IT Band Syndrome, shoulder impingement (swimmers shoulder), Patella Femoral Syndrome, and Achilles tendonitis are common injuries among ultra-distance athletes and require a specific set of maintenance exercises to keep them from reoccurring. These must be conducted and balanced appropriately nearly year round to combat the enormous amount of stress, strain and break down the body is under. Greater emphasis should be placed upon strength maintenance and preventative training for older athletes or those with a history of over-use injury.

Athletes often suffer under the notion that simply training hard and/or often will lead to a linear progression in speed. The truth is that unless economy and efficiency are addressed, progress will plateau. Speed/skill training is often overlooked as it requires expertise and time the athlete may not possess. But the more experience you gain in a sport, the closer you move towards the glass ceiling of physiological limiters. A breakthrough in economy may lead to the PR you have been seeking. This is particularly applicable to the swim and run, however running economy is least likely to be addressed. We receive no formal instruction in proper running form from our early childhood as we do in other sports; it is assumed to be natural. But the truth is that great runners run very differently than most runners. Almost invariably, great runners received years of instruction under a quality coach that included regular drills, speed work and evaluation.

If you are at a plateau or would like to fast forward your progress, incorporating regular speed/skill training may be just what is required. It is best to integrate instruction prior to a peaking phase. Overall intensity should be relatively low and there must be enough room for the additional volume. That being said, a little amount of speed/skill training incorporated regularly is more effective than a workout dedicated solely to it. Working on just one or two aspects of more economical form during each workout will offer greater reinforcement. It is best, however, not to alter form in a final peaking phase. It takes time and patience to rework inefficiencies and there may even be an initial drop in economy. Greater stress is placed upon different muscles groups and they must acclimate to the new loads placed upon them. It is also difficult to work on economy during high intensity sessions that require great mental focus on performance metrics.

Sport-specific training is almost a season-long constant in some form. Volume and the fitness substrates that are targeted may change but for a triathlete they are swimming, biking, and running for over 90 percent of the season. One mistake athletes make is attempting creative ways to boost fitness using different types of peripheral training during a peaking phase. The body is now highly tuned for the demands of race day and even incorporating a new class, although beneficial at one point in the season, may actually degrade athletic performance. Once you are in the linear progression of the final series of stress/recovery cycles leading to your taper, focus on the demands of race day and injury prevention. Do not incorporate any new stress as the body will likely not react well to it, and there is virtually no room for peripheral training in a proper peaking phase. The more specific your training is to the demands of race day – course, intensity, environment, equipment, etc. — the better prepared you will be for your race.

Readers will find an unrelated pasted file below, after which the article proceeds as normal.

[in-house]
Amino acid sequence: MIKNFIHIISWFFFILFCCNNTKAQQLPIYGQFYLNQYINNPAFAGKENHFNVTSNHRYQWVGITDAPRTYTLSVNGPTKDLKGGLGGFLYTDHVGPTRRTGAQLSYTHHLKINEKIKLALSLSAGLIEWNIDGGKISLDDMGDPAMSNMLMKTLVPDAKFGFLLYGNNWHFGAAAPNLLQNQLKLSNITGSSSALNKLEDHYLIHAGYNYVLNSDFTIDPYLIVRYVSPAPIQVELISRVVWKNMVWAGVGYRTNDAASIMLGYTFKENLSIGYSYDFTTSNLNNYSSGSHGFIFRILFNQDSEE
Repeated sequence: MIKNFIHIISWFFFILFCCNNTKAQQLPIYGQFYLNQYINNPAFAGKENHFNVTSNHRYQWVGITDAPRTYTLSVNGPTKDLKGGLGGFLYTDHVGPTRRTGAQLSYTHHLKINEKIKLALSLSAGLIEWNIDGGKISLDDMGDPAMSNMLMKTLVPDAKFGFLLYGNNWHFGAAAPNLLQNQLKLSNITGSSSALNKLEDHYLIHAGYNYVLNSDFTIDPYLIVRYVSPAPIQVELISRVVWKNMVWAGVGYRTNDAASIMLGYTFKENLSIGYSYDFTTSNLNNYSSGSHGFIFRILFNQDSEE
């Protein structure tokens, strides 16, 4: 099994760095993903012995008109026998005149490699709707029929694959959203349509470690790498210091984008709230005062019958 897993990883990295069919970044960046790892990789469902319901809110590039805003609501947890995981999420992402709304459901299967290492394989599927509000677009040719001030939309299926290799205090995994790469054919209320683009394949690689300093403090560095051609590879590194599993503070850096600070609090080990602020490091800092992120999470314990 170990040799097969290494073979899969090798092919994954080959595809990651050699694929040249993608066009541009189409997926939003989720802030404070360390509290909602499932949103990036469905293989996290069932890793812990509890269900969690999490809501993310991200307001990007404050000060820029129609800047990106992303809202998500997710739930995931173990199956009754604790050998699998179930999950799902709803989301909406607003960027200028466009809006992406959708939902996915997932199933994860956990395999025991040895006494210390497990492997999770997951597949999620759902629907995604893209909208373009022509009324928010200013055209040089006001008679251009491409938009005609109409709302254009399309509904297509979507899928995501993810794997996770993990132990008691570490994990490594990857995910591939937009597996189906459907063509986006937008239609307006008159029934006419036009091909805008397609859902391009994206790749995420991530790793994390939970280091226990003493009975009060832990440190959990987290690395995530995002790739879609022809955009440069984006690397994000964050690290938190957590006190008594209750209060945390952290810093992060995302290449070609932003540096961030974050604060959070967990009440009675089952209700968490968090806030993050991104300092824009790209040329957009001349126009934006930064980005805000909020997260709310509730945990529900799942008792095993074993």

There are a great number of moving parts to a given season. Training should constantly be changing, evolving, and progressing towards the ultimate goal. The great thing about structuring your peripheral training properly is that it has the added benefit of reducing boredom and de-motivation. You can only be kept in peak shape for a small window of time, and this applies to your mental frame as well. Don’t underestimate the motivational and social impact different types of training may have on your season. Great athletes are seldom formed in a social vacuum. At key points in their season they are training highly specifically to their race goals, but at other points they are enjoying the social interaction and humor that often occurs in classes, groups, and cross training activities. 

Matt Russ has coached and trained athletes up to the professional level, domestically and internationally, for over 15 years. He currently holds the highest level of licensing by both USA Triathlon and USA Cycling, and is a licensed USA Track and Field Coach. Matt is head coach and owner of The Sport Factory, and coaches athletes of all levels full time. Visit for more information or email him at